Fantasist (and mackerel-snapper, if we’re counting) Tim Powers does high-concept tales in which hard-bitten characters struggle to learn to love one another and escape complex, unforgiving systems of magical dark forces. Last Call is probably my second-favorite of his fantasies of salvage–the greatest is Declare aka “the one where demons fight the Cold War”–and as I reread it I loved it even more than I did the first time around. The high concept this time is “war for succession among the gods of the tarot, in Las Vegas.” Here are some notes on this moving, mystical fantasy.
* It’s seasonally-appropriate! I have this running mental list of Unexpected Christmas Movies (e.g. Brazil) but I never thought to make a list of Unexpected Holy Week Novels. Last Call takes place mostly over Holy Week and climaxes on Good Friday; it’s not a programmatic “Christian fantasy” but a subtle reflection on seasonally-fitting themes of surrender and resurrection.
* It includes one of the most powerful portrayals of the eros of alcoholism that I’ve ever encountered. A sort of bridal mysticism of thanatostalgia.
* It has many of his recurring themes: Parents who seek to consume and use their children come up again in Hide Me Among the Graves; the patterns hidden in chaos are in Declare (Powers is a great novelist of delusion of reference…); the terrible, decades-long consequences of seemingly minor misdeeds are in The Stress of Her Regard, Hide Me Among the Graves, and probably too many others to count. Found families, humbled men, wise fools, the acceptance of justice and the need for mercy: If you like this stuff, you may already be a Powers fan.* Our hero, bereaved alcoholic quasi-drifter Scott Crane, is much more trusting and obedient than the vast majority of protagonists. I was struck by how submissive he is, without ever seeming wishy-washy or spineless. His relationship with his estranged foster father is immensely touching because of the trust Scott has for the man.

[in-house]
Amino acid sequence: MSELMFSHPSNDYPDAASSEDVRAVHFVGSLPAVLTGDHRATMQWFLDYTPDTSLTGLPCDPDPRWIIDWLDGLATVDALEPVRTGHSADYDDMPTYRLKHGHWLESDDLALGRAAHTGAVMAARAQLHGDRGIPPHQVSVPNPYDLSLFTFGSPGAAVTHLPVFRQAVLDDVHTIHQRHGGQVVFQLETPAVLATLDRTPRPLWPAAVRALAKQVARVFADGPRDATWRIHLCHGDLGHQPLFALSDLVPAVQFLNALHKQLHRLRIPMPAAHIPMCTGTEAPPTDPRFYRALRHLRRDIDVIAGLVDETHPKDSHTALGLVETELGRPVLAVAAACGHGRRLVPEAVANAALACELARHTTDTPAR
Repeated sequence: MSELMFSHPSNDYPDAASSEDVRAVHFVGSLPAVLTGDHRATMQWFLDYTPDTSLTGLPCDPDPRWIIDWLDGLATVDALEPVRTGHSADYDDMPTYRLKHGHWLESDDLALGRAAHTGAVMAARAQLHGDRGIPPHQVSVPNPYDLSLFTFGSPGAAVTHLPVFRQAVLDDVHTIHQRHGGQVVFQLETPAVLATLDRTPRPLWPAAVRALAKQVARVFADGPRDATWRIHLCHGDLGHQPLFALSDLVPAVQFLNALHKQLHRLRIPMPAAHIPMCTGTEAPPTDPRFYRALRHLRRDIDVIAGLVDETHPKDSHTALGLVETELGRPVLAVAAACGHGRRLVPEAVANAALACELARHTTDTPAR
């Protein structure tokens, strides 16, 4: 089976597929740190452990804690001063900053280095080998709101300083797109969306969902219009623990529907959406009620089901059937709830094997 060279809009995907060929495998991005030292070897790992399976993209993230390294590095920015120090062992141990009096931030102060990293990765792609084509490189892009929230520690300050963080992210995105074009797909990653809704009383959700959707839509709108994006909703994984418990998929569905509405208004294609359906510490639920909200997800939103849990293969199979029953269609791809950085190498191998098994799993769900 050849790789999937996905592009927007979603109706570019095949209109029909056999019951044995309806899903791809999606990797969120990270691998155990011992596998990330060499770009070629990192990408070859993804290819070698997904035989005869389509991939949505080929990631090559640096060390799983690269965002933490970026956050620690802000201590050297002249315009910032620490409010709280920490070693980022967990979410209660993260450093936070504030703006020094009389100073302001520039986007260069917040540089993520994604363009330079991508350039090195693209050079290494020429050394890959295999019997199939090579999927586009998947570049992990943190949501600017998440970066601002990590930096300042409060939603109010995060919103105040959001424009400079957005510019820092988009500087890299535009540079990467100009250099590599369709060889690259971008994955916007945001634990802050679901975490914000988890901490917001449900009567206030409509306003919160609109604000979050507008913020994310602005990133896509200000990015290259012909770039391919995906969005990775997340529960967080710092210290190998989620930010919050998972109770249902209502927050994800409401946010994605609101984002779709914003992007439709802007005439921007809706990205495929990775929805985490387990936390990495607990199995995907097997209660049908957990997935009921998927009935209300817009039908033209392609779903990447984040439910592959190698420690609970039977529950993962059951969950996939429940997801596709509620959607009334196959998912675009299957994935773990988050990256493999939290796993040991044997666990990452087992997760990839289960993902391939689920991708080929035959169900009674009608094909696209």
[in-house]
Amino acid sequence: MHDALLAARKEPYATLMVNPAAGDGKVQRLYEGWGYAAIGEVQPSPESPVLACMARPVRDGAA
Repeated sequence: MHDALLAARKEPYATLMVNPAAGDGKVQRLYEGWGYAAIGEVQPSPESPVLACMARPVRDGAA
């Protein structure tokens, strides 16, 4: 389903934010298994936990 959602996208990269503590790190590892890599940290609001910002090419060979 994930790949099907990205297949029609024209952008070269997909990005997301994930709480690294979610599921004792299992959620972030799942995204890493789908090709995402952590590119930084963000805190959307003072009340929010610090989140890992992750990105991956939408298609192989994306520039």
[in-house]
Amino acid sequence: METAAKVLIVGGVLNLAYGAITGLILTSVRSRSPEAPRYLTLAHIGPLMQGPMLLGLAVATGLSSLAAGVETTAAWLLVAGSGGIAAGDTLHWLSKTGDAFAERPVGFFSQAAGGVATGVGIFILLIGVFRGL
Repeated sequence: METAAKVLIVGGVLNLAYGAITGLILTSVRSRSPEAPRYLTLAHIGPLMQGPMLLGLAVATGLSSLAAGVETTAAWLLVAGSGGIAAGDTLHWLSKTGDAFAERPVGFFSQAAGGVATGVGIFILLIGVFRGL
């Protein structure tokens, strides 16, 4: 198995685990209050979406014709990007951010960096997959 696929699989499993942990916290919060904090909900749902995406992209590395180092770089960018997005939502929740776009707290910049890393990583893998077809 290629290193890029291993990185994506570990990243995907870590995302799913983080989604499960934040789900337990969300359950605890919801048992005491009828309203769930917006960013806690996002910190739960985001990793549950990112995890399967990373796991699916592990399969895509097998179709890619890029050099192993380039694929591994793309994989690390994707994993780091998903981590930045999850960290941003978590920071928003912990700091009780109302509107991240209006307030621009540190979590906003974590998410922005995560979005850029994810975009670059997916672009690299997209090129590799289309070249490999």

* Last Call does a beautiful job of navigating the tension I described in that post nobody liked, “Sparrows and Fathers,” between the poetic richness of biological fatherhood and the human need for enacted fatherhood. An immensely sympathetic character’s car sports the bumper sticker, ONE NUCLEAR FAMILY CAN RUIN YOUR WHOLE DAY, and as I said above, found and created families are a major theme of the book. And yet the plot hinges on the symbolic importance of the flesh, and the obligations created by “mere” physical parenthood.
* Man, Tim Powers writes punishment and humiliation well. To say more would probably be spoilerous, but I truly loved how humiliation worked into the plot mechanics here.
And while I was reading this, I was also doing one of my epic Listening to the Mountain Goats streaks. So I found you a song. If they ever make a movie of Last Call this might be a good opening-credits choice: